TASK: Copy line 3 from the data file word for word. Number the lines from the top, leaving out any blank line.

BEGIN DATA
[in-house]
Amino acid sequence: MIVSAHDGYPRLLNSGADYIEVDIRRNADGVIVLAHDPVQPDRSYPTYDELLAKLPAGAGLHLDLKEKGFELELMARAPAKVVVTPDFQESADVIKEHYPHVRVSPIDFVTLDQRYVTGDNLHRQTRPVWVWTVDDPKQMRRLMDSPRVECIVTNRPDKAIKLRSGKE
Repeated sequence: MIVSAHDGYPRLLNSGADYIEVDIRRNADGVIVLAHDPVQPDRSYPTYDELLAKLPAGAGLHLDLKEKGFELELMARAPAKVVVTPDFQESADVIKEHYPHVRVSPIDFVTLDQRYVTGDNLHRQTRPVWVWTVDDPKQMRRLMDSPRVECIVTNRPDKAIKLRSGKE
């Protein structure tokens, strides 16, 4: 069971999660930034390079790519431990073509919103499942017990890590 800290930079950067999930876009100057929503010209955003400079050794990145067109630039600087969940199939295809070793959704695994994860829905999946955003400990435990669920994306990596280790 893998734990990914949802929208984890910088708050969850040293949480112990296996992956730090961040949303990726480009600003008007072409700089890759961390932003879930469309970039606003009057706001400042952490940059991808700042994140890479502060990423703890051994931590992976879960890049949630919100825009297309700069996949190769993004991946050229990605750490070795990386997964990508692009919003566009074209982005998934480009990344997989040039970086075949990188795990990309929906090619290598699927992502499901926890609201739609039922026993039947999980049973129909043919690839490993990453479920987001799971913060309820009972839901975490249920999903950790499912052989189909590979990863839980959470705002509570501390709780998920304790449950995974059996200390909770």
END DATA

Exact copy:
Repeated sequence: MIVSAHDGYPRLLNSGADYIEVDIRRNADGVIVLAHDPVQPDRSYPTYDELLAKLPAGAGLHLDLKEKGFELELMARAPAKVVVTPDFQESADVIKEHYPHVRVSPIDFVTLDQRYVTGDNLHRQTRPVWVWTVDDPKQMRRLMDSPRVECIVTNRPDKAIKLRSGKE